Sunday, October 23, 2016

Arbitrator's duty to disclose and evident partiality

The City of Mason, Ohio and the Mason Professional Firefighters Union were parties to a dispute about the termination of a bargaining unit employee. After the arbitrator initially selected disclosed a potential conflict of interest, the parties selected another arbitrator from a list provided by FMCS.  The parties selected arbitrator Howard Tolley. Following a hearing Arbitrator Holly upheld the Union's grievance and ordered the reinstatement of the grievant with back pay. He found that the City failed to conduct a fair, objective investigation and that it lacked substantial evidence of guilt. Together with his award, Arbitrator Tolley submitted an invoice. The signature block on the invoice identified him as the Executive Director of Unitarian Universalist Justice Ohio. The City maintained that this was the first time it became aware of the arbitrator's position with the organization which, according to its mission statement, "organized justice seekers statewide to promote  education, service, and advocacy consistent with Unitarian Universalist liberal religious principles and to witness with and on behalf of marginalized groups and individuals."

The City sought to set aside the award, arguing that the arbitrator had failed to disclose his employment with UUJO, that he was not qualified under the terms of the cba, and that it would not have selected him had it know of his position with the organization. The City claimed that these facts supported a claim of evident partiality, a basis to set aside the award. The magistrate hearing the City's motion denied the request to vacate, and the City's objections to that decision were overruled by the trial court.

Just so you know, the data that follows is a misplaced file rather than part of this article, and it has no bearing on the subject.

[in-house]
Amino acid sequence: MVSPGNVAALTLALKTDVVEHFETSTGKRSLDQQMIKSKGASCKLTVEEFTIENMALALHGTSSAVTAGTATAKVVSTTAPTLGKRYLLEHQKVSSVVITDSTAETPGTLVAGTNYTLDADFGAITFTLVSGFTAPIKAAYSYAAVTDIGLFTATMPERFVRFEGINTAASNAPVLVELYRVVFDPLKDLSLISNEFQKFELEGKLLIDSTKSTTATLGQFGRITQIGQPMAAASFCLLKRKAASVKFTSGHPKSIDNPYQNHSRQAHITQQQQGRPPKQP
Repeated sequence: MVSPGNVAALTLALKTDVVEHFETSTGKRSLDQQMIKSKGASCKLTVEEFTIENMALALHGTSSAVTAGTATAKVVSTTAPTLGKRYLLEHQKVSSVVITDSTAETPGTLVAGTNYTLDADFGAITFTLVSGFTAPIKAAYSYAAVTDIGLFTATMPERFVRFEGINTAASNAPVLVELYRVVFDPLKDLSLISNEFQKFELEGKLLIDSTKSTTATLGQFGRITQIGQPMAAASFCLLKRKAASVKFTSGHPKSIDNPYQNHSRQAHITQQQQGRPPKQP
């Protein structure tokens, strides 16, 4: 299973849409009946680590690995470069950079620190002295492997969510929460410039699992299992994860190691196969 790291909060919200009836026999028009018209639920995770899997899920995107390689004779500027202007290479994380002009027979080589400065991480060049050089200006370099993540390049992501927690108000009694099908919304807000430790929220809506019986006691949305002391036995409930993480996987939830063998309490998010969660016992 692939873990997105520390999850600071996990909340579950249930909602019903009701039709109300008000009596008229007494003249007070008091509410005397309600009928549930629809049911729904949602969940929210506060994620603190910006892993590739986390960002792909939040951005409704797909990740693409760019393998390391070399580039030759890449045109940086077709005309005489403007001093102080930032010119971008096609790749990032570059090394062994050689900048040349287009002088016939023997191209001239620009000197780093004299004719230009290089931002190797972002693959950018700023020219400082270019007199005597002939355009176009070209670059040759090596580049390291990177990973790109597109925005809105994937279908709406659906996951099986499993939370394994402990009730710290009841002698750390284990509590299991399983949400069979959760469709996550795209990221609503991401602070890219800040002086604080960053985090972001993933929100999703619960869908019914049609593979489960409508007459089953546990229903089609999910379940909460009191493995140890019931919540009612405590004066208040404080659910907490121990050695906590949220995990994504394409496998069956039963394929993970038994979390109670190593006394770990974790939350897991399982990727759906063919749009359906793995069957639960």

On the City's appeal, the Court of Appeals of Ohio reversed.  Relying in part on what it described as the seminal case on the issue of undisclosed background information (Commonwealth Coatings Corp. v. Continental Das. Co.) the  Court held

Based on our review, we find the facts and circumstances in the present case depart from normal procedures of arbitration significantly enough to find evident partiality. The record in this case establishes that Tolley's involvement with UUJO is not indirect or trivial in the sense that he was an arms-length member of an organization supporting some social justice positions.

The record further supports the city's position that they were prejudiced by the nondisclosure of this information. While UUJO aligns itself with many issues and causes, the record before the court does indicate the support of a number of positions that would be unacceptable to a party representing the management side of an arbitration decision. [footnote omitted]

Accordingly the Court vacated the award.

The Court's decision in City of Mason v. Mason Professional Firefighters can be found here.

No comments:

Post a Comment